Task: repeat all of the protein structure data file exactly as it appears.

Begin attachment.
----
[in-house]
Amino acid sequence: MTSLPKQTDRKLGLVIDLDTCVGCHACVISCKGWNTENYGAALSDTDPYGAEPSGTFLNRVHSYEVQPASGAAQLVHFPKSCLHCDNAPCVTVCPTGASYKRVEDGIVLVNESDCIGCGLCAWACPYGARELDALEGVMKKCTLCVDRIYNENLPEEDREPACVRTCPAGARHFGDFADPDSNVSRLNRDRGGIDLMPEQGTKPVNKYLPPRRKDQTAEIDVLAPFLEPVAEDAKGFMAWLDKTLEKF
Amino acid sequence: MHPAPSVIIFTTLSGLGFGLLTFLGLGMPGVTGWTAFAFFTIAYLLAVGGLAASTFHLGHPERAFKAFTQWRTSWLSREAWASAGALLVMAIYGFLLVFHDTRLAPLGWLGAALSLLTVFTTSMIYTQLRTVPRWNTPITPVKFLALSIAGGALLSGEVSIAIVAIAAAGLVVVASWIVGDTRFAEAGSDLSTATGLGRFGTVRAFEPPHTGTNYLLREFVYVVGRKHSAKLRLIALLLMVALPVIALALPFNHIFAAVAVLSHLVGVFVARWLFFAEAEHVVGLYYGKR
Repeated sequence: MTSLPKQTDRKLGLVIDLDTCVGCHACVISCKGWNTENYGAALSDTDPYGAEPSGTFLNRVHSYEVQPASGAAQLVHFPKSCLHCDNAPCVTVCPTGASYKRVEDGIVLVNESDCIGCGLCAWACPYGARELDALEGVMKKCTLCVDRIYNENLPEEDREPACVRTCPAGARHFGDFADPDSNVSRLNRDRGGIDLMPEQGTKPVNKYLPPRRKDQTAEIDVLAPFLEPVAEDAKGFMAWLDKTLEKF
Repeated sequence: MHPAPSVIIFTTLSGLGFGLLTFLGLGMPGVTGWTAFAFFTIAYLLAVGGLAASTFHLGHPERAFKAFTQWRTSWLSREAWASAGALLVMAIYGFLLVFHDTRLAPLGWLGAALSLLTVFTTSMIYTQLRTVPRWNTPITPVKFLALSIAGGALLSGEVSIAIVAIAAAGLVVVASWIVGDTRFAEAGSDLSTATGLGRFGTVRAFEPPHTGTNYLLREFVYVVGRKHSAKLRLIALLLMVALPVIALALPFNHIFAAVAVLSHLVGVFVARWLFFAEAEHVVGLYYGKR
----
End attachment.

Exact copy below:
[in-house]
Amino acid sequence: MTSLPKQTDRKLGLVIDLDTCVGCHACVISCKGWNTENYGAALSDTDPYGAEPSGTFLNRVHSYEVQPASGAAQLVHFPKSCLHCDNAPCVTVCPTGASYKRVEDGIVLVNESDCIGCGLCAWACPYGARELDALEGVMKKCTLCVDRIYNENLPEEDREPACVRTCPAGARHFGDFADPDSNVSRLNRDRGGIDLMPEQGTKPVNKYLPPRRKDQTAEIDVLAPFLEPVAEDAKGFMAWLDKTLEKF
Amino acid sequence: MHPAPSVIIFTTLSGLGFGLLTFLGLGMPGVTGWTAFAFFTIAYLLAVGGLAASTFHLGHPERAFKAFTQWRTSWLSREAWASAGALLVMAIYGFLLVFHDTRLAPLGWLGAALSLLTVFTTSMIYTQLRTVPRWNTPITPVKFLALSIAGGALLSGEVSIAIVAIAAAGLVVVASWIVGDTRFAEAGSDLSTATGLGRFGTVRAFEPPHTGTNYLLREFVYVVGRKHSAKLRLIALLLMVALPVIALALPFNHIFAAVAVLSHLVGVFVARWLFFAEAEHVVGLYYGKR
Repeated sequence: MTSLPKQTDRKLGLVIDLDTCVGCHACVISCKGWNTENYGAALSDTDPYGAEPSGTFLNRVHSYEVQPASGAAQLVHFPKSCLHCDNAPCVTVCPTGASYKRVEDGIVLVNESDCIGCGLCAWACPYGARELDALEGVMKKCTLCVDRIYNENLPEEDREPACVRTCPAGARHFGDFADPDSNVSRLNRDRGGIDLMPEQGTKPVNKYLPPRRKDQTAEIDVLAPFLEPVAEDAKGFMAWLDKTLEKF
Repeated sequence: MHPAPSVIIFTTLSGLGFGLLTFLGLGMPGVTGWTAFAFFTIAYLLAVGGLAASTFHLGHPERAFKAFTQWRTSWLSREAWASAGALLVMAIYGFLLVFHDTRLAPLGWLGAALSLLTVFTTSMIYTQLRTVPRWNTPITPVKFLALSIAGGALLSGEVSIAIVAIAAAGLVVVASWIVGDTRFAEAGSDLSTATGLGRFGTVRAFEPPHTGTNYLLREFVYVVGRKHSAKLRLIALLLMVALPVIALALPFNHIFAAVAVLSHLVGVFVARWLFFAEAEHVVGLYYGKR